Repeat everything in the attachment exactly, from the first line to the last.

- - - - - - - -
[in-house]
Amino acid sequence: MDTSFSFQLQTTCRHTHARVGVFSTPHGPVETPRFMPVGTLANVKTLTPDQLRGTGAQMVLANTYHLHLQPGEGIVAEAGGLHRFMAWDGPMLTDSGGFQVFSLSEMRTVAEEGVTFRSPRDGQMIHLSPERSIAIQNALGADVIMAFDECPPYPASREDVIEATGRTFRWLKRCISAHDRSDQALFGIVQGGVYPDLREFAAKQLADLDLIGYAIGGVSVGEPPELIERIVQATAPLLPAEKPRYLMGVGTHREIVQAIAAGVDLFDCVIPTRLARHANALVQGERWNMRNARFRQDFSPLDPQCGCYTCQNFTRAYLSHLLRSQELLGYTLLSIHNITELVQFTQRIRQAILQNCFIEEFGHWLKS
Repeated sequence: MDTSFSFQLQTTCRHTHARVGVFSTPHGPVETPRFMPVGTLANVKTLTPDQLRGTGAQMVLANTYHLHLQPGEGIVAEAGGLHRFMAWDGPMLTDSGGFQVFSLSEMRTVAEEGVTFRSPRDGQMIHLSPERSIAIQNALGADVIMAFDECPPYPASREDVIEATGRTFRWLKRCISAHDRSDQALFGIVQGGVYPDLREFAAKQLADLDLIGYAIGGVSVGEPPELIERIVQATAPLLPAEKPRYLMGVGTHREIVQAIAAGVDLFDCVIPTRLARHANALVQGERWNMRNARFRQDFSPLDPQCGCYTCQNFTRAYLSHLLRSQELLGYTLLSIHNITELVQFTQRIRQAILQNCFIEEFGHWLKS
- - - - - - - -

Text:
[in-house]
Amino acid sequence: MDTSFSFQLQTTCRHTHARVGVFSTPHGPVETPRFMPVGTLANVKTLTPDQLRGTGAQMVLANTYHLHLQPGEGIVAEAGGLHRFMAWDGPMLTDSGGFQVFSLSEMRTVAEEGVTFRSPRDGQMIHLSPERSIAIQNALGADVIMAFDECPPYPASREDVIEATGRTFRWLKRCISAHDRSDQALFGIVQGGVYPDLREFAAKQLADLDLIGYAIGGVSVGEPPELIERIVQATAPLLPAEKPRYLMGVGTHREIVQAIAAGVDLFDCVIPTRLARHANALVQGERWNMRNARFRQDFSPLDPQCGCYTCQNFTRAYLSHLLRSQELLGYTLLSIHNITELVQFTQRIRQAILQNCFIEEFGHWLKS
Repeated sequence: MDTSFSFQLQTTCRHTHARVGVFSTPHGPVETPRFMPVGTLANVKTLTPDQLRGTGAQMVLANTYHLHLQPGEGIVAEAGGLHRFMAWDGPMLTDSGGFQVFSLSEMRTVAEEGVTFRSPRDGQMIHLSPERSIAIQNALGADVIMAFDECPPYPASREDVIEATGRTFRWLKRCISAHDRSDQALFGIVQGGVYPDLREFAAKQLADLDLIGYAIGGVSVGEPPELIERIVQATAPLLPAEKPRYLMGVGTHREIVQAIAAGVDLFDCVIPTRLARHANALVQGERWNMRNARFRQDFSPLDPQCGCYTCQNFTRAYLSHLLRSQELLGYTLLSIHNITELVQFTQRIRQAILQNCFIEEFGHWLKS